Lesson 1 Notes


I love the way filipinos say “good morning”. They say magandang umaga. That translates literally to “beautiful morning”. Isn’t that cool?

Maganda means beautiful.  The word for morning is umaga.   When the two words are used together, a sort of linker (-ng) is used.  Thus we have magandang umaga. (maganda+ng umaga).


Another very common word in the Tagalog language is the respectful term po.   You can almost think of po as something like saying Sir  or Ma’am in English.  It is used when speaking to an older person, or someone of authority (such as a boss).


The word kumusta means “how are you”.  It is from the Spanish “como esta”.  It can be used alone to mean “how are you” or you can add the work ka (you)  or the plural / formal version of you, which is kayo (you).

Kumusta can be used to ask how other things are too. For example, the word for family is pamilya.  You can ask Kumusta ang pamilya mo? (How the family of-you?) or (How is your family?).


There are actually three ways to say “you” in Tagalog.  They are: ka, kayo and ikaw.

The ka version is the more personal version.  You can say “Maganda ka”.  (Beautiful you), You are beautiful.

The kayo version is used when speaking to more than one person, or as a sign of respect to one person.  Example:  Mabait kayo po. (Kind you sir/ma’am), You are kind.  The same sentences can be used when speaking to more than one person, perhaps to a couple, or you can use it when speaking to an older person, or in a more formal setting.

The ikaw version is always used alone or at the beginning of a sentence. For example: Ikaw din. (You too).  Or perhaps, if you ask “Who will pay for it?”. The answer may be “Ikaw!”


Si is used to mark the top or subject of a sentence when it is someone’s name.  For example: Maganda si Carla. (Beautiful si Carla), Carla is beautiful.  In this case, Carla is the topic of the sentence, and si is used to point that out to the reader or listener.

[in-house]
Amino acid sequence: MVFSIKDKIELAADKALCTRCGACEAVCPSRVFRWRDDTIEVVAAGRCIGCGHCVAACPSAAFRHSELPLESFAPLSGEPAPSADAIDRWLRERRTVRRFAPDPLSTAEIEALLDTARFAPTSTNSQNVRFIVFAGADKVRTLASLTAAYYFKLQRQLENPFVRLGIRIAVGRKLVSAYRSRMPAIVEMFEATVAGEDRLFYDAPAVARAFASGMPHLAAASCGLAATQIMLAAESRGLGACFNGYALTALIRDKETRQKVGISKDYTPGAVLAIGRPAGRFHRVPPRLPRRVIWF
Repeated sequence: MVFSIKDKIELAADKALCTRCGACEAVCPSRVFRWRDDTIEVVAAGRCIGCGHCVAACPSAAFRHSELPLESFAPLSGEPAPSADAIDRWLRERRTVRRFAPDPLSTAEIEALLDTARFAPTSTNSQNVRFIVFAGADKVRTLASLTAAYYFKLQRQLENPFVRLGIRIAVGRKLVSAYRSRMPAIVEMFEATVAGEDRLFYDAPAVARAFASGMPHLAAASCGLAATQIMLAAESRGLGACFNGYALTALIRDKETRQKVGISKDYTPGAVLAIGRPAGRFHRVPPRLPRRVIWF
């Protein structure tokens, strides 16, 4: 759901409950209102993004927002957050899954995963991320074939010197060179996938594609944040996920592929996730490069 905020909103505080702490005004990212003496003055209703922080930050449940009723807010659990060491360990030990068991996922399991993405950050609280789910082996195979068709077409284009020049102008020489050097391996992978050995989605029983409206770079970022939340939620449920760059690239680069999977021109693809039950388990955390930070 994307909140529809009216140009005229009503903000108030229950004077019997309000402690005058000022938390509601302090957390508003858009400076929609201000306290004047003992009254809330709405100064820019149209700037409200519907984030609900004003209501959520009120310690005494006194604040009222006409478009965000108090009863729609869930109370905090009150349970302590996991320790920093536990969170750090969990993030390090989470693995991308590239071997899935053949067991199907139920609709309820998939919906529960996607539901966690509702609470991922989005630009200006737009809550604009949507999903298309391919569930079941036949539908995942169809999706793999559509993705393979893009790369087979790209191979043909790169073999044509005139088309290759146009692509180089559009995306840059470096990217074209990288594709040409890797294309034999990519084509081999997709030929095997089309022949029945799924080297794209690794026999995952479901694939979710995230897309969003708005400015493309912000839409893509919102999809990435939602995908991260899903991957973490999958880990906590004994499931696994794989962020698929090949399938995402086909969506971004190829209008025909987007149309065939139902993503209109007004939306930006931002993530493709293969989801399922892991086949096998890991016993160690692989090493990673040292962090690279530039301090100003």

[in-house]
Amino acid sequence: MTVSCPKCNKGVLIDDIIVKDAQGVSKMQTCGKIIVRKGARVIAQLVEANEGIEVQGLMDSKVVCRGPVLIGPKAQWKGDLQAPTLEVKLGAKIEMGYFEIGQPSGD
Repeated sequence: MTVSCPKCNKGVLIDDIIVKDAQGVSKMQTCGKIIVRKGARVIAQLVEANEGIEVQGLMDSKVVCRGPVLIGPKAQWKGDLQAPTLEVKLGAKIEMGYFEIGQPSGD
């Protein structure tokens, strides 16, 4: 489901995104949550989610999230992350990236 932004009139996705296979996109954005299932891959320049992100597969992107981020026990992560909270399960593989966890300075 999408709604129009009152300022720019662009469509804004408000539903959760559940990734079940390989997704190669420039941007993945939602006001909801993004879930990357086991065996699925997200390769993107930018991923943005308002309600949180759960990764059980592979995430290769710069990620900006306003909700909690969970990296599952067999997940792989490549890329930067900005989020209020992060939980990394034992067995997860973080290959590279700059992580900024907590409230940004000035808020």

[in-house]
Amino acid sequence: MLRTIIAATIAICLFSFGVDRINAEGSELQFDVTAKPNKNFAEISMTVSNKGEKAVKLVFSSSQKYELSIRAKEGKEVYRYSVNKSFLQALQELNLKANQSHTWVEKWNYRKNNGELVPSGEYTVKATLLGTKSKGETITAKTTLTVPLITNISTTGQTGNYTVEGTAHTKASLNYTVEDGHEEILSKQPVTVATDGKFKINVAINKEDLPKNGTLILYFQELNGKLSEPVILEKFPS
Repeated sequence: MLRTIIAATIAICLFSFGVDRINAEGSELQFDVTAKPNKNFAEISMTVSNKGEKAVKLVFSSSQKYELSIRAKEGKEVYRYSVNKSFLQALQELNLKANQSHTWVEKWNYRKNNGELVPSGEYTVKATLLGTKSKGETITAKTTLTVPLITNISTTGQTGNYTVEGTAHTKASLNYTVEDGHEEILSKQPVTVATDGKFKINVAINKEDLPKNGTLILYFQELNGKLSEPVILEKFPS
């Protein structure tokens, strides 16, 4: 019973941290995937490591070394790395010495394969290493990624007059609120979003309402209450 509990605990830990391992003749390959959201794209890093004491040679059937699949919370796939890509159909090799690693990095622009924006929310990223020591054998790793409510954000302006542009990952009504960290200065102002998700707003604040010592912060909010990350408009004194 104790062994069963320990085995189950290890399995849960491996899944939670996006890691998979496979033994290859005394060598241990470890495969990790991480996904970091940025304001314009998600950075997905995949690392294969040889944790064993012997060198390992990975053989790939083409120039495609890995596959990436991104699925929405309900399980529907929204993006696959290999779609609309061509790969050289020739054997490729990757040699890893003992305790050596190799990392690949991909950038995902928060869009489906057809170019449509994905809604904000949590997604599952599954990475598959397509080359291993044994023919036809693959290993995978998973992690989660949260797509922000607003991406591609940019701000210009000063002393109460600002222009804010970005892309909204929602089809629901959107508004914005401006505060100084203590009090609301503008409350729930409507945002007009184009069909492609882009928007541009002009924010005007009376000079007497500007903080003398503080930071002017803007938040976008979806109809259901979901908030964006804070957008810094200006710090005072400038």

The word ko is used to mean my, or mine.  For example: Bahay ko. (House my), My House.  I often think of ko as meaning “of-me” or “of-mine” or “by-me”.   For example, the word for like is gusto. I can say “I like” by saying: Gusto ko. It just doesn’t sound right to say “like my”. I think it sounds better, at least in my mind to say “Like by-me”.


The linker -ng is often used with ko.  For example: Gusto kong bumili ng gatas. (Want by-me +ng to-buy milk), I want to buy milk.  You could think of it more correctly as: My want is to buy milk.

Din and Naman

Din and naman mean “too” or “also” in English.  However, the word naman has different meanings in Tagalog depending on how it is used.  However in Lesson 1 it is used to mean “too”.

In expressions like: Mabuti po naman,(Fine too) naman is used to mean “too” or “likewise”.

Din has two versions, din and rin.   The din version is used when the preceding word ends with a consonant.  Otherwise, rin is used.  Examples: Mabuti rin and Ikaw din.

Nagagalak and Ikinagagalak

These two words are formed from the root word “galak” which means “to be pleased” or “to be happy about”.  The both have slightly different meanings.  It is important to look at the word following their use.  One is followed by ko+ng (kong), which we know means “my” or “mine” as discussed earlier.  The other is followed by ako+ng  (akong).  Ako means I in tagalog.  When I is used in a sentence, it is normally the subject of the sentence.

Nagagalak akong makilala kayo. (I am pleased). I am pleased to meet you. (Note the use of “I”)

Ikinagagalak kong makilala kayo.  (Pleased my).  It is my pleasure to meet you. (Note we did not use “I”)

Both sentences say essentially the same thing, but the first focuses on the feeling of the speaker (I am pleased..), while the latter focuses on the cause for the feeling.

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